Music for Holy Week–Great Oratorios

Handel’s Messiah–it’s a pity we do it mostly at Christmas; it’s very much an Easter piece. A few especially Easter-y excerpts:

Behold the Lamb of God
He Trusted in God
Thy Rebuke Hath Broken His Heart and Behold and See
He Was Despised–for soprano and for countertenor

The St. Matthew Passion–The Gardiner recording is perfect, if a little cool. My favorite is this Herreweghe recording, which is less fussy about historical performance practice and less restrained than the Gardiner. (And makes the mob choruses truly scary.) There’s also a good performance serialized on youtube, with the Amsterdam Baroque orchestra. Start here.

The St. John Passion–smaller and sweeter than the Matthew. This is the one I listen to every year without fail. Again, Gardiner and Herreweghe are the go-to recordings, although I’m starting to really like the Bach Collegium Japan’s version, conducted by Masaaki Suzuki, which (oh wonders of the internet!), you can hear and watch on youtube, starting here. My favorite chorus, Ruht Wohl, is here, starting about 2 minutes in.

Comments

  1. Kevin Barney says:

    I have and love all of those. I like the Academy of Ancient Music. I’m guessing that they’re fussy about historical performance practice, but I still really like their recordings.

  2. I like their recordings too. I have several of their CDs. Thanks for putting this music together, Kristine. I’ve been trying to do some special things with my kids this week, and this will add so much to it.

  3. Kristine says:

    Kev, Academy of Ancient Music for Handel, right? I like that one, too. I don’t think they’ve done the Passions? (or at least the recordings haven’t been in print for a while… I could be totally wrong.)

  4. Kevin Barney — with what subject AREN’T you conversant? Holy crap. You are my hero.

  5. Kevin Barney says:

    Right, Kristine, I should have specified Messiah (although I have some other Academy of Ancient Music recordings I like, such as Judas Maccabeus). My St. Matthew’s is the Chicago Symphony conducted by Sir George Solti, and my St. John’s is the Gardiner.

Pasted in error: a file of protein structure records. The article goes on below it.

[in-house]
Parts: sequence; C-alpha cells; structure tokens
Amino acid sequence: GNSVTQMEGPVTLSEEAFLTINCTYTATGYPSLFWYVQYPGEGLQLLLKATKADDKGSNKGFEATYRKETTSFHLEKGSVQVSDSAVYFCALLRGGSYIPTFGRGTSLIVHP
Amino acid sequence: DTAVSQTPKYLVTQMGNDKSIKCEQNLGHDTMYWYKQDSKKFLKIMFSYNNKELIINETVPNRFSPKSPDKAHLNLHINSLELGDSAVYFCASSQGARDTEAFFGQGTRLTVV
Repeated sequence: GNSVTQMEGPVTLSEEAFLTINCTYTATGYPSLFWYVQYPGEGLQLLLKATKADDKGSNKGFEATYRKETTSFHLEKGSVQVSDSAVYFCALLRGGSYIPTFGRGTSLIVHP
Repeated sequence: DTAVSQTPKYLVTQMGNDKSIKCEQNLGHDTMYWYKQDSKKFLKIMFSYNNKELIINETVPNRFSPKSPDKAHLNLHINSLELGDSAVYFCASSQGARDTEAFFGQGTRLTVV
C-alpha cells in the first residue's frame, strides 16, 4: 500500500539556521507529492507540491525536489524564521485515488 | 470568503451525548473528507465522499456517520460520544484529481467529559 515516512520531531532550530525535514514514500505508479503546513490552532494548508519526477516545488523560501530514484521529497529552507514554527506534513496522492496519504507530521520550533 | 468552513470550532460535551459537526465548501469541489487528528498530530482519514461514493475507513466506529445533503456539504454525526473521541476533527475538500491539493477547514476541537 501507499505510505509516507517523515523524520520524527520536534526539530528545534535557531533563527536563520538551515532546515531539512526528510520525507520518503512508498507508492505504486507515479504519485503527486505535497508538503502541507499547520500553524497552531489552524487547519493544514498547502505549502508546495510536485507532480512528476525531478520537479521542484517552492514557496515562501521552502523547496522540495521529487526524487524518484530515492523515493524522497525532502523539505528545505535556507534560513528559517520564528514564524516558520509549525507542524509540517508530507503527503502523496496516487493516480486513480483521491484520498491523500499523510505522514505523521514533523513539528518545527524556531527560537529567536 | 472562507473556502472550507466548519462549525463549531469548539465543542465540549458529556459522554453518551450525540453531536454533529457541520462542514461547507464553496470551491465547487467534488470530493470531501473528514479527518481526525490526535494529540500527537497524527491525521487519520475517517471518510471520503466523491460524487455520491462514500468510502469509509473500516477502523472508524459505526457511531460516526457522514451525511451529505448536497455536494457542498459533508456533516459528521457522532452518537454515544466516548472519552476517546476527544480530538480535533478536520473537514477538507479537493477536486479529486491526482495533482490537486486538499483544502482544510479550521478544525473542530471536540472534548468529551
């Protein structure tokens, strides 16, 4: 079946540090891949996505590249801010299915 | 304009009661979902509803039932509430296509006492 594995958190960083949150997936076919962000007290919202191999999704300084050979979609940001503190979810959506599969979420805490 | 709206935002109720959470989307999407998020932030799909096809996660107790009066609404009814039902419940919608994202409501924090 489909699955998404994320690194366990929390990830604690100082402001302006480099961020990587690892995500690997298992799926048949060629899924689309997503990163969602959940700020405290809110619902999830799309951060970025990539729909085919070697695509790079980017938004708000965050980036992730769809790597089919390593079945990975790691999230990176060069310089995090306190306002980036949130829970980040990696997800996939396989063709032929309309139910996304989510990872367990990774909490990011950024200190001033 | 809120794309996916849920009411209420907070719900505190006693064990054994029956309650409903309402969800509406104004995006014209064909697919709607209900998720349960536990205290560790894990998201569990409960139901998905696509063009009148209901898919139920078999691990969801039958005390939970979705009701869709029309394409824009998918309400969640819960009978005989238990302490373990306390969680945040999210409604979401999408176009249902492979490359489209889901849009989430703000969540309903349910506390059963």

6. Kristine says:

    Whew–for a minute I thought I was even more ignorant than I knew I was :)

  7. Kristine, I haven’t chimed in on this series very much, but I wanted you to know that I find these posts simply majestic, and a wholly amazing form of worship. Thanks for sharing your gifts with us this way.

  8. btw I have the 250th anniversary performance of Messiah by Neville Marriner and the Academy of St. Martin in the Fields Orchestra and Choir — it’s a nice one, if you haven’t heard it. The soloists are fine.

  9. D. Fletcher says:

    I hope I don’t burst anybody’s bubble by saying, in my opinion, Christopher Hogwood is talent-free. Just using original instruments doesn’t make for a good performance. His recordings are sloppy, poorly recorded, and make little impact. The Messiah! making little impact? Shame on them.

    Messiah, Chicago, Solti and Kiri — great. And the best soprano solos of the Messiah ever recorded are by Eileen Farrell, with the MoTab and Eugene Ormandy.

  10. Kristine says:

    No way!! Farrell’s too heavy for Handel, and, while I agree that period instrument performances can leave a great deal to be desired, the anachronistic lushness of the Ormandy sound is just too gooey for many parts of Messiah.

    We can armwrestle over it. Right _after_ you play the organ in my ward :)

  11. D. Fletcher says:

    I don’t like the Ormandy/MoTab version very much, because it’s too mushy overall, as you’ve said.

    But Eileen Farrell is just perfect, in my book. Who knows what they sounded like in 1750?

    Her pianissimo on “the first fruits of them that sleep” in “I Know That My Redeemer Liveth” is one of the great moments in recorded history.

  12. Kristine says:

    Darn it–now I’m going to have to go listen to that again :)

  13. Bach Collegium Japan may just have the best cycle out there of the cantatas — the soloists and choir actually sing in tune.

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